Crime and the writer

Elmore Leonard began his career writing for Western pulp magazines. You can sense a little of that prairie dust in his 40th novel, The Hot Kid, a slick-as-grease yarn about a marksman working for the federal marshals in Oklahoma in the 1930s.

Carl Webster, the novel’s hero, shoots his first bandit with a Winchester rifle at age 15 for stealing cattle off his father’s ranch. A few years later, he evens the score with an even meaner son of a gun named Emmett Long, whom Carl encountered when Emmett was robbing a local drug store. It’s the first in a cycle of retributive killings that makes this novel about as bloody and violent as anything Leonard has written to date.

Like many of Leonard’s recent works, The Hot Kid features an ensemble cast of characters who emerge into the storyline cinematically, fully grown, so vivid it’s hard to appreciate that they were once an idea in the writer’s head. In addition to Carl, there’s Jack Belmont, who, like Carl, is the son of an oil baron but, unlike Carl, tosses this lineage aside for the life of a bandit.

A simpler crime writer might have turned this story into questions of right and wrong—it is to a certain degree; killing is wrong—but to Leonard, it is also a question of style. After all, the book takes place in the era when gunslingers and the men who brought them to justice were celebrities. Instead of “E!” entertainment, the public turned to True Detective magazine for its kicks, and instead of Billy Bush yammering into a mic, it was pulp writers like Tony Antonelli bringing the latest installment.

In a way, Leonard is acting as our own Antonelli, sketching the ins and outs of this time period, as if it could be recaptured and spun back as entertainment. He’s nearing 80, and he’s still the best in the business at convincing us that sublimation is possible and should be enjoyed guilt-free. Here, for example, is the grand master describing Jack’s apprenticeship and its code of decency.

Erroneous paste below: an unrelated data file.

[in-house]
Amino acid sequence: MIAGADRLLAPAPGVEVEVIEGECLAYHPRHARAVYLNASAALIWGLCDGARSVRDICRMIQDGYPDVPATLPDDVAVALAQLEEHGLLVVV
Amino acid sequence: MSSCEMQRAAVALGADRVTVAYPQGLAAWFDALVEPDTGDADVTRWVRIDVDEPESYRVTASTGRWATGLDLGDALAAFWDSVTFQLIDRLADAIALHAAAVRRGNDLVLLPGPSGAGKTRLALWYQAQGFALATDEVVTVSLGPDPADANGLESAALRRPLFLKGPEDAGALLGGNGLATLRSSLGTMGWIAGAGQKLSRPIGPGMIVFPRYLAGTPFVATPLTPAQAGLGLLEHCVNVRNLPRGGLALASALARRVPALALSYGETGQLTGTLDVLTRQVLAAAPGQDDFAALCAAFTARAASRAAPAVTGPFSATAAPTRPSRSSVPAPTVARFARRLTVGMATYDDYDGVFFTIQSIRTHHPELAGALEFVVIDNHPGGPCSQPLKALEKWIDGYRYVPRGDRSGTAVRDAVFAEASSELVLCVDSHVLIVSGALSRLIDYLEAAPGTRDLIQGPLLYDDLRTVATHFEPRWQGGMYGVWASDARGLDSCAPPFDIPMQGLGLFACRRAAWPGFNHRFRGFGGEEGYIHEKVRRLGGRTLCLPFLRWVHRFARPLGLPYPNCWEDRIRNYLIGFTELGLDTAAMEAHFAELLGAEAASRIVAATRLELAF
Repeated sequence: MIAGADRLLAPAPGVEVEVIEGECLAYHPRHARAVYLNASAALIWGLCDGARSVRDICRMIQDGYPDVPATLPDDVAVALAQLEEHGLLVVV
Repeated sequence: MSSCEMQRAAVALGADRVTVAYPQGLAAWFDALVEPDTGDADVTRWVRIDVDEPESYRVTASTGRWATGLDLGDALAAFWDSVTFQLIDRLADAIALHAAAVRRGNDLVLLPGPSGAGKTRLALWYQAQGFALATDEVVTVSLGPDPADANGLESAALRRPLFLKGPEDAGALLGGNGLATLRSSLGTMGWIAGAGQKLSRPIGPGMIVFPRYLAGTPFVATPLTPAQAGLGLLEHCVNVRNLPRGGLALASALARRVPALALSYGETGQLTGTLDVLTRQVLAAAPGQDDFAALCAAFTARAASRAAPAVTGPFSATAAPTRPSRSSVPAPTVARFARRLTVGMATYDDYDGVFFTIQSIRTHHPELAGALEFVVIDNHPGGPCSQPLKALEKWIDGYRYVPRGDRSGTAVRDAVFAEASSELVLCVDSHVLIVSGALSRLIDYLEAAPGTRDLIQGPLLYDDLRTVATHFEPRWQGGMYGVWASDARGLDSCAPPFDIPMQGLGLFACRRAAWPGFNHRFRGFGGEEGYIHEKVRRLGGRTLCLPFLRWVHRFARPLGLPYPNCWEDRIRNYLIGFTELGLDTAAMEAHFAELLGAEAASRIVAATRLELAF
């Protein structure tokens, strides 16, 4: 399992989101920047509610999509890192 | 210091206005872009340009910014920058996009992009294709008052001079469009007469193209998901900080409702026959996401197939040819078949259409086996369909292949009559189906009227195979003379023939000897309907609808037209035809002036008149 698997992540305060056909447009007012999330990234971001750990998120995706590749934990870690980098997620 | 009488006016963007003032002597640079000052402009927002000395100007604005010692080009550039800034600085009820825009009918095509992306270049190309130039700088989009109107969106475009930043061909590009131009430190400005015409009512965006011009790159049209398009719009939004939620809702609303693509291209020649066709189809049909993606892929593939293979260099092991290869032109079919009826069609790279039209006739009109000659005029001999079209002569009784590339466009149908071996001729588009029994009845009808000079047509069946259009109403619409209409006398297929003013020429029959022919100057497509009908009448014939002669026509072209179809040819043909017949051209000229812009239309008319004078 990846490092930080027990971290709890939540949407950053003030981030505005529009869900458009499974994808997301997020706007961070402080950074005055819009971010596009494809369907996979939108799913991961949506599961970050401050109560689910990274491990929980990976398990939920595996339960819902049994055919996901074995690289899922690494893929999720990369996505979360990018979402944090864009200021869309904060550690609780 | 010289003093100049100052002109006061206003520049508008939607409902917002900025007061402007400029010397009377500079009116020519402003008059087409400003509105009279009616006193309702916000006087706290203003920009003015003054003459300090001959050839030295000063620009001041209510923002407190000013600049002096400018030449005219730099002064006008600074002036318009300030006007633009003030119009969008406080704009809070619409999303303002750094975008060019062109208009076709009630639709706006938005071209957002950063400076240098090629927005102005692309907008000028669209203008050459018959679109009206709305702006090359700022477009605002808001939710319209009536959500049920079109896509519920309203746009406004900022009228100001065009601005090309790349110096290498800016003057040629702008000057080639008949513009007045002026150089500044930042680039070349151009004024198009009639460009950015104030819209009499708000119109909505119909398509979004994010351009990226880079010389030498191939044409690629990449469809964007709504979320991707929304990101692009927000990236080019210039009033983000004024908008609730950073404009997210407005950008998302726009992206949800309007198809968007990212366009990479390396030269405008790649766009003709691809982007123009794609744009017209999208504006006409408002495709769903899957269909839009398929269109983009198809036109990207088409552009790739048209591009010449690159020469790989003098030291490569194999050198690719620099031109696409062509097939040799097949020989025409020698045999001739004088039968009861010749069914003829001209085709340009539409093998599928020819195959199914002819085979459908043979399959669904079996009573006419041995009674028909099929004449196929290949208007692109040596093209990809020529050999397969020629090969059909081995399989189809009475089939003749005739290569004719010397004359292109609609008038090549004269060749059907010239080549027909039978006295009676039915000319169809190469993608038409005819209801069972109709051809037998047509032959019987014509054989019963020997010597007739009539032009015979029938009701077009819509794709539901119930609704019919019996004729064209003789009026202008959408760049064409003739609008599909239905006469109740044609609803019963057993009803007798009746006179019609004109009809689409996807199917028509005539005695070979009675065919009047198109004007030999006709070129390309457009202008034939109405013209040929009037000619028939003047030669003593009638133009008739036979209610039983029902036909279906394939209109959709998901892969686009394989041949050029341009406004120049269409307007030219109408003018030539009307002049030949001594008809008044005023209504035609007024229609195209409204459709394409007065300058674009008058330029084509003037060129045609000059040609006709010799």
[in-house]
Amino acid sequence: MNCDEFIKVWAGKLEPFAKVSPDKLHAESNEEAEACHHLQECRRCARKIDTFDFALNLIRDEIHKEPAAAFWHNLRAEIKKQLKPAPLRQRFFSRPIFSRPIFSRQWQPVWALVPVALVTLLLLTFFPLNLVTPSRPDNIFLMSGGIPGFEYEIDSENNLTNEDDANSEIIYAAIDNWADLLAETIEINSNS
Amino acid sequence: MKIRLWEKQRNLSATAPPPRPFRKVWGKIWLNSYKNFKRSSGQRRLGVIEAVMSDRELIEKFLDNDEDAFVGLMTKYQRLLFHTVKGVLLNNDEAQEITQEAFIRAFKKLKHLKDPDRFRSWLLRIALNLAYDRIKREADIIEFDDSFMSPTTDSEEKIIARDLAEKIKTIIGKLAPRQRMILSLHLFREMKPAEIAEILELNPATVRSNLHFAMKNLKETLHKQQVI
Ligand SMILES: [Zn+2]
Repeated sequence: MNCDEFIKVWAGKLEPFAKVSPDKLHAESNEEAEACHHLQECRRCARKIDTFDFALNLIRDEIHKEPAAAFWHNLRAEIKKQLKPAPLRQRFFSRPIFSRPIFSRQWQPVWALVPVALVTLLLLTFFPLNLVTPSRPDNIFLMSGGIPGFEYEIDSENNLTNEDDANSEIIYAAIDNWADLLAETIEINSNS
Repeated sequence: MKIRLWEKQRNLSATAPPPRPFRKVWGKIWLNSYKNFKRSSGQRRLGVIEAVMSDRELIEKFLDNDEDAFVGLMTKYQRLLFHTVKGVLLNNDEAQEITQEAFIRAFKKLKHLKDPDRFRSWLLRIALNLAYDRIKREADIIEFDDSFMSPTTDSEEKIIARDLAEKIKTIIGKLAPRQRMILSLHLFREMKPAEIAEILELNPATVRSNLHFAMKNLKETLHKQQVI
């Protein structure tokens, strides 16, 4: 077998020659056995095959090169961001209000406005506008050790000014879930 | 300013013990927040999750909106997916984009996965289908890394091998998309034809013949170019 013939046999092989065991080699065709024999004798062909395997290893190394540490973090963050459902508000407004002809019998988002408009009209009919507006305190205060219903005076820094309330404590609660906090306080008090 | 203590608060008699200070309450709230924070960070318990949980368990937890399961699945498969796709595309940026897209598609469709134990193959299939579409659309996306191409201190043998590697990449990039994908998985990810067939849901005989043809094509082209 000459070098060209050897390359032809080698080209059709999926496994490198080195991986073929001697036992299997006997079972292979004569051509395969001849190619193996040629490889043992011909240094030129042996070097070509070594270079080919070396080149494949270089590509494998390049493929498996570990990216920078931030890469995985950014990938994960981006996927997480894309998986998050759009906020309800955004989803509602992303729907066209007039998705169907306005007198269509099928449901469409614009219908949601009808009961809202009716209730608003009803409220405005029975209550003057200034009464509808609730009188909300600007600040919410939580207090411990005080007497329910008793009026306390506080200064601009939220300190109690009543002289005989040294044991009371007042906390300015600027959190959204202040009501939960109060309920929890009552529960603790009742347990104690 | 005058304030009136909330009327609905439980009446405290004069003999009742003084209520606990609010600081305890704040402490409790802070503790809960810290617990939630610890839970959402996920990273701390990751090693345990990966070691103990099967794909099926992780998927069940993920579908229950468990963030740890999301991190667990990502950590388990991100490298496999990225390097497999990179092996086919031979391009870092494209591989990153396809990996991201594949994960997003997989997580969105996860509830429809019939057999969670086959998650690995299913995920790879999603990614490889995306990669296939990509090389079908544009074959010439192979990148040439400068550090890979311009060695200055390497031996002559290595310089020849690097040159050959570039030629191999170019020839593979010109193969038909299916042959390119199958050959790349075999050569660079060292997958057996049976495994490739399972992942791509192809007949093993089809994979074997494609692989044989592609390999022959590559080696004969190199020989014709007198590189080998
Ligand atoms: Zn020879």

“He didn’t want to shoot Norm when he wasn’t looking. He didn’t want to call him out, either, Norman a dead shot with rifle or revolver. He’d already killed two cops chasing them out of Coalgate that time. Leaned out and drilled them through the windshield of the police car. The only person Jack had shot was the colored boy running from the mob during the race riot, when Jack was fifteen. It told me he ought to shoot somebody now that he was grown, get a feel for it.”

Although The Hot Kid doesn’t feature the zinging present-tenseness that has made Leonard a screen icon as well, the book seems more likely to endure than some of his pure pulp efforts. For, among the Tommy guns and shootouts, there’s a wide-eyed wonder at work here that never turns the story soft. It’s as if Leonard is 8 years old all over again, marveling at his creation. “I read somewhere that the most impressionable age for children is between 5 and 10,” Leonard once told an interviewer. “I was between 5 and 10 when all those desperadoes were roaming the Midwest and holding up banks. They were kind of folk heroes.”

The Hot Kid adds a few to that roster. And they could take Bonnie and Clyde any day.